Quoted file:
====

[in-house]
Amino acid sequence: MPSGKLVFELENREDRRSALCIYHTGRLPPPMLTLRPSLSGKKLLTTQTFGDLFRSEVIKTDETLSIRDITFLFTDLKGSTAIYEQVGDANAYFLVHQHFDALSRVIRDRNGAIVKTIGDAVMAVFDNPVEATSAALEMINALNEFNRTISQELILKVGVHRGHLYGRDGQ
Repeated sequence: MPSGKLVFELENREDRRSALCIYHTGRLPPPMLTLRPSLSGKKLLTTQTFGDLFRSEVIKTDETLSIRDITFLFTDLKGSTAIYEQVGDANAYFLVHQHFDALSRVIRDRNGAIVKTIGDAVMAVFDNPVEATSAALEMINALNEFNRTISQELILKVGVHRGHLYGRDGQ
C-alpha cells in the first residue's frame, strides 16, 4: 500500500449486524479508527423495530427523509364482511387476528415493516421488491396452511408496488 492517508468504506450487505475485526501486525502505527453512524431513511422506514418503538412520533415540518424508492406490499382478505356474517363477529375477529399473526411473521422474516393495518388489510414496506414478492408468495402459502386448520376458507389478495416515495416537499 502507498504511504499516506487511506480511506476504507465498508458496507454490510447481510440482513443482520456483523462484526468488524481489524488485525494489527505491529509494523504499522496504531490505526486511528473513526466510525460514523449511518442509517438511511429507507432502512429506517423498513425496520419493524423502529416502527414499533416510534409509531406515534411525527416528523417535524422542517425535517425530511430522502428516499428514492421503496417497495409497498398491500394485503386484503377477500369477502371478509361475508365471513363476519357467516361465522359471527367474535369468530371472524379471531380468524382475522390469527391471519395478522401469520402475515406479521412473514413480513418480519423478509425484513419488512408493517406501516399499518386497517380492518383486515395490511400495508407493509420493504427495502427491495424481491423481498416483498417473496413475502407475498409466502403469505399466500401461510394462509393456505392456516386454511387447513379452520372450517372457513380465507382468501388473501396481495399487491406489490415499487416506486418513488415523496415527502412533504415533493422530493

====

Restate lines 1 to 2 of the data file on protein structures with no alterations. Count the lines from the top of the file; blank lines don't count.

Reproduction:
[in-house]
Amino acid sequence: MPSGKLVFELENREDRRSALCIYHTGRLPPPMLTLRPSLSGKKLLTTQTFGDLFRSEVIKTDETLSIRDITFLFTDLKGSTAIYEQVGDANAYFLVHQHFDALSRVIRDRNGAIVKTIGDAVMAVFDNPVEATSAALEMINALNEFNRTISQELILKVGVHRGHLYGRDGQ